William (the bastard!) had won the English crown and that meant that all his descendants had a rightful claim to it. Medieval politics was always a family affair, alliances were made via marriage and a rival claim to the throne came mostly from someone who shared your DNA. Unfortunately, the closest thing we have to that is the Miliband brothers.
The ruling barons wielded a lot of power in the 12th Century as national governments had not yet grown strong enough to rule independently so kings relied on their local armies (similar to Nigel Farage when he was UKIP leader). One of those barons was Geoffrey of Anjou. He had married well. His wife, Matilda, was the daughter of King Henry I (fourth son of William The Bastard) and together they forged the Plantagenet (French) dynasty who ruled England for over 300 years.
Geoffrey of Anjou has made a lasting impression on what we might call modern Britain. He had red hair (just like Prince Harry’s real dad) and by all accounts was a good-looking chap, he was known as ‘The Handsome’ or ‘The Fair’. If you google him then you’ll see that he could have definitely been in Kings of Leon when they moved into their ‘sexy phase’ and started to produce music that wasn’t as good as when they had beards. If you pay close attention to his shield then you will notice an animal being replicated – a lion. Symbolism was important to the medieval ruling elite and this lion was also adopted by Geoffrey’s descendants (our kings and queens) on their coats of arms. Symbolism is of course still important in today’s world and that’s why we sing about three lions on a shirt. The English lion (found only in a zoo) is still a powerful national symbol today and I’ve seen many a fully-grown man chant about it with all the English pride he can muster. However, he only does so because one morning, in the 12th Century, a ginger-French teenager decided to have them drawn on his shield. That my friends is the somewhat farcical irony of history. Unlike a vegan sausage roll from Greggs, Lions aren’t actually English and this particular one happens to be French. Furthermore, the flag of Saint George has also been adopted by many far-right political movements who wish to dramatically stem the flow of immigration into England. Saint George was Turkish and never even once set foot in England. From a historical perspective, they should definitely consider using a different flag. A French lion and a red Turkish cross. Well fuck me sideways.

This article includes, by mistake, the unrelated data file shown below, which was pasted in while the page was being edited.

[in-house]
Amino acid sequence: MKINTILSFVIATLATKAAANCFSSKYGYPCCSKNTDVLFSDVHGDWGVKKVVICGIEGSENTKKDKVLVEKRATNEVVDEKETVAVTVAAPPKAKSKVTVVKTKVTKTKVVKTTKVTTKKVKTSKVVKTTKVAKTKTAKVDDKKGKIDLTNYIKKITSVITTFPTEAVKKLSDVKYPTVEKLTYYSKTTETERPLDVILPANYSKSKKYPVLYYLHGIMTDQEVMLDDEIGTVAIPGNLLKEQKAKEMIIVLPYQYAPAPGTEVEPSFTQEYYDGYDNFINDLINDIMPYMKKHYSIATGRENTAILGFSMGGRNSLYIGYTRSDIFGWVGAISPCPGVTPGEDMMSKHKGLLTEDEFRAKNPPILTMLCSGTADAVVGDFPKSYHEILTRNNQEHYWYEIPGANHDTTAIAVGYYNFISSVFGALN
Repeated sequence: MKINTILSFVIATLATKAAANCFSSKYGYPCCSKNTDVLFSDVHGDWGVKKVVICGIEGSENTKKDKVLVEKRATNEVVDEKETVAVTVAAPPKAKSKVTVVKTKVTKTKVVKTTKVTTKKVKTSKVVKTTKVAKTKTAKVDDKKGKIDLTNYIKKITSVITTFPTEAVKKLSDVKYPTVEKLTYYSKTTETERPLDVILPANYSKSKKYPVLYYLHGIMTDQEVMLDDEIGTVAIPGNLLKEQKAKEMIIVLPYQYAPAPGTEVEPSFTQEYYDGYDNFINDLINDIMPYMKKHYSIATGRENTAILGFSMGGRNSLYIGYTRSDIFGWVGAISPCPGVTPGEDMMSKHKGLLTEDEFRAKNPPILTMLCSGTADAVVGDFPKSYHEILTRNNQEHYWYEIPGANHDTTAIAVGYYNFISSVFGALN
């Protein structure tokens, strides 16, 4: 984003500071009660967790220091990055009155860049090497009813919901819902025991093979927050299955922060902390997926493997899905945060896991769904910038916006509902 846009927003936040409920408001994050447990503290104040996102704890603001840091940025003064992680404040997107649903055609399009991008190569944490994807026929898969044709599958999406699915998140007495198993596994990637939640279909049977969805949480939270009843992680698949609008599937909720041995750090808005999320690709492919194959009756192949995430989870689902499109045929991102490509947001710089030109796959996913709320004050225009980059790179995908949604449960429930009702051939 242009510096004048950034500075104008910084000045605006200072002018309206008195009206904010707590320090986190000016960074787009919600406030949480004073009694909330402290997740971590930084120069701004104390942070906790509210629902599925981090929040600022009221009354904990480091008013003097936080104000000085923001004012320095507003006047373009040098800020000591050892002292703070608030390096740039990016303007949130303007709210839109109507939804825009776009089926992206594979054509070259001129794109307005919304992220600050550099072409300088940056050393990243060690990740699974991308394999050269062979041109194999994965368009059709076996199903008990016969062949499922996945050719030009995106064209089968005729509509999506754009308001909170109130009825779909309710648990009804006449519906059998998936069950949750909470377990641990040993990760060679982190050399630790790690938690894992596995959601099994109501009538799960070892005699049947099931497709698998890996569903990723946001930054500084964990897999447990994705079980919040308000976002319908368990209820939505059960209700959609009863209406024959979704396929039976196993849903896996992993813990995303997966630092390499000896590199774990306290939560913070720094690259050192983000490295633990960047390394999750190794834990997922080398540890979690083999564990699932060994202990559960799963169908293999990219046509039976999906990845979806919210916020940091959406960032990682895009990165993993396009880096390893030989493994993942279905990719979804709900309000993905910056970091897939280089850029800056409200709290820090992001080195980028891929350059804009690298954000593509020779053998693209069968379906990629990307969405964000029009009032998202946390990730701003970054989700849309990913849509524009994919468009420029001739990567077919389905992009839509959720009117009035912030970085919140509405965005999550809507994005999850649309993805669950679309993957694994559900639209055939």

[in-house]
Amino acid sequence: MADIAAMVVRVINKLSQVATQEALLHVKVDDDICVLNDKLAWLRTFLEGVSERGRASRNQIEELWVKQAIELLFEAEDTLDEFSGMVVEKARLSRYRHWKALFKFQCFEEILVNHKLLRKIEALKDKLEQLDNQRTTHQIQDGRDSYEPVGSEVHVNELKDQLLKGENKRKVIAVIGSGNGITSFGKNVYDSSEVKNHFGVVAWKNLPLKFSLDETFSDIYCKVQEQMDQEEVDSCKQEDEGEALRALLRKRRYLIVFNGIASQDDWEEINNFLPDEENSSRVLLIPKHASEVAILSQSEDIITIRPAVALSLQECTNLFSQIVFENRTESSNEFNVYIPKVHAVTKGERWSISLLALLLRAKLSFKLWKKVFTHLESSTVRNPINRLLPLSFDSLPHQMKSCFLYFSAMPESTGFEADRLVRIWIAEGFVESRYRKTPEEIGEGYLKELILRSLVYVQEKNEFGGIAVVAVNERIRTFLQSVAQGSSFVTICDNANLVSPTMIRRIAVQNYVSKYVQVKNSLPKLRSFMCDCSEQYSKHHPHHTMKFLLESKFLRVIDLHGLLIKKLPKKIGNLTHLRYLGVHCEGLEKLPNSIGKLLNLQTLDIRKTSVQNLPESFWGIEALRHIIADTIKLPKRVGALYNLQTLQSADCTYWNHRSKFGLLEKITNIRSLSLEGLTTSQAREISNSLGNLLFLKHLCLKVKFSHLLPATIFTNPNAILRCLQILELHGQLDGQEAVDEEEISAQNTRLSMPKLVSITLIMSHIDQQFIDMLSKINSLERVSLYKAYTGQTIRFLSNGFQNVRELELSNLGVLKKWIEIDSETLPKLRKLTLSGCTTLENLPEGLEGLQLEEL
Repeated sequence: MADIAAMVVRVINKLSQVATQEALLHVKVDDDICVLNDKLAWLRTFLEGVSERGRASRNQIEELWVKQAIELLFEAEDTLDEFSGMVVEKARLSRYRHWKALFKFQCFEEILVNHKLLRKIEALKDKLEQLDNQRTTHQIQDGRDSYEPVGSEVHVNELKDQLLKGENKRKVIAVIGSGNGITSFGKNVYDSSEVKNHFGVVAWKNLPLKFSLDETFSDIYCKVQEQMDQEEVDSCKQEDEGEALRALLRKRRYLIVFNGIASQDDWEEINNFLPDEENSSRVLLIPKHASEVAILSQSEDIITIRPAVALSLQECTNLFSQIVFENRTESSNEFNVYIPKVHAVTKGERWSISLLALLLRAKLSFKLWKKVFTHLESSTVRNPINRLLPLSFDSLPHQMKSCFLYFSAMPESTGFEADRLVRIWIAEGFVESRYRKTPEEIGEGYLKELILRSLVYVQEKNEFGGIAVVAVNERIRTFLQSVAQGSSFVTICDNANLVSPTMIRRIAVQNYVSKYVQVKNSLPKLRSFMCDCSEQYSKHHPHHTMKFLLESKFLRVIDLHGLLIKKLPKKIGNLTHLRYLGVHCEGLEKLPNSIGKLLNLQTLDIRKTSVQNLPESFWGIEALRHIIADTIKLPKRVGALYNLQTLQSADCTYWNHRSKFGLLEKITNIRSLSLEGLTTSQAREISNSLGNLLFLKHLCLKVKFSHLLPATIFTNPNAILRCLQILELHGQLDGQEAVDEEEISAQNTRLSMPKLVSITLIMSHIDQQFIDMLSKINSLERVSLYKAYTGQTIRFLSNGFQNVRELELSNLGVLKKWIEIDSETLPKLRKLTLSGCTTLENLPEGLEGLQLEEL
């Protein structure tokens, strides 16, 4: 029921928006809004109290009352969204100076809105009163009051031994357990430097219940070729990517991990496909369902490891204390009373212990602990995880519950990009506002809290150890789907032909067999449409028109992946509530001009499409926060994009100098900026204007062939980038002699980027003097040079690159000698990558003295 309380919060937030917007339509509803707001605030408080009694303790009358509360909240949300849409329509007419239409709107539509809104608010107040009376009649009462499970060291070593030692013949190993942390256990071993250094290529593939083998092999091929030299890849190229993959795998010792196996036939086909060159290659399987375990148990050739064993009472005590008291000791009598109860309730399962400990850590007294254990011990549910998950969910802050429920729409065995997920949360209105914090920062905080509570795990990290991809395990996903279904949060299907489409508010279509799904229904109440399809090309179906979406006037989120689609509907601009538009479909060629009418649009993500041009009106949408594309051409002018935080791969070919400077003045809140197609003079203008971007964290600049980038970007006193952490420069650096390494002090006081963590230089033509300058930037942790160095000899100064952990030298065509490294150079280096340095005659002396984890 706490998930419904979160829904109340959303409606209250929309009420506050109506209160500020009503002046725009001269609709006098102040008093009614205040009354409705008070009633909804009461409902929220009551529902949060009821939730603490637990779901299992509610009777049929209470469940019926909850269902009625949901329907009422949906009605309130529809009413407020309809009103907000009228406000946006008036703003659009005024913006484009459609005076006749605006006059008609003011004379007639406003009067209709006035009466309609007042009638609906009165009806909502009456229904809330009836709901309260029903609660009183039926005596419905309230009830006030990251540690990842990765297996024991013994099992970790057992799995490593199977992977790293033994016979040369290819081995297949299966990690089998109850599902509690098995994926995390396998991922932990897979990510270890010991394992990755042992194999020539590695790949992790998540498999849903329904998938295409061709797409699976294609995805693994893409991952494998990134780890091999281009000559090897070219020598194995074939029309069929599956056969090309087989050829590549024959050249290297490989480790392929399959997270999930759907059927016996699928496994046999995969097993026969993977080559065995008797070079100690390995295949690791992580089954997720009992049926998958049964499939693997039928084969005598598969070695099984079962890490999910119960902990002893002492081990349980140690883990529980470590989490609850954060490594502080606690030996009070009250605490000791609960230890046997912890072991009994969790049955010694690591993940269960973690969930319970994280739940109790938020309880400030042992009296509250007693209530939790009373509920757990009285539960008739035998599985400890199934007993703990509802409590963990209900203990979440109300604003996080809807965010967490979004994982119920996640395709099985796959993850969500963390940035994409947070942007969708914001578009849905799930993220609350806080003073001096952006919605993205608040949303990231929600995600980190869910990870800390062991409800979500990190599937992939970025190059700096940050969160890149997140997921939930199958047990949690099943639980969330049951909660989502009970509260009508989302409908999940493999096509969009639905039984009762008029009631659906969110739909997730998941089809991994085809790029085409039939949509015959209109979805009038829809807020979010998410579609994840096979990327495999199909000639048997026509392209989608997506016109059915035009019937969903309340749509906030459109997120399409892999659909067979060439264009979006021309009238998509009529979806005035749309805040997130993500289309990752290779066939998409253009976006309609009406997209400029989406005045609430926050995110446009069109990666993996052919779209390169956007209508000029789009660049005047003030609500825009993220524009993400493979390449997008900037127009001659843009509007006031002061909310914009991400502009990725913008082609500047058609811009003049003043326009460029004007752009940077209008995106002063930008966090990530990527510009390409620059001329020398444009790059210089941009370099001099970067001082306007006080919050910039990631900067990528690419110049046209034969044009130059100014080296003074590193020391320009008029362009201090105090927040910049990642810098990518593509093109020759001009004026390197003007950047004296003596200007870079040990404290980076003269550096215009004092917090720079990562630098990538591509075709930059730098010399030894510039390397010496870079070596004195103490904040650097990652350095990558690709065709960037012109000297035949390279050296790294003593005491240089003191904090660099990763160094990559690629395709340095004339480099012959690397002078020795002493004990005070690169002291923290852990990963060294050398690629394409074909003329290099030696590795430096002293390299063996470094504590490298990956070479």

Meanwhile, in true Plantagenet back-stabbing style, Matilda’s cousin Steven had seized the English crown for himself. What a twat. This resulted in twenty years of civil war; it was a period known as ‘The Anarchy’. King Steve isn’t particularly well-known in British history, nor is this particular civil war but nonetheless it was a defining one. Eventually, Geoffrey and Matilda’s son, the soon to be Henry II, brought an army over to face cousin Steve and lay claim to his birth right. However, as the two armies faced each other, they refused to fight their fellow countrymen and the two leaders were forced to compromise. It was decided that Henry II would be next in line but he’d have to wait (Gordon Brown had similar problems with warlord Tony Blair). However, this worked out very well for the young Plantagenet upstart because about a year later King Steve conveniently died.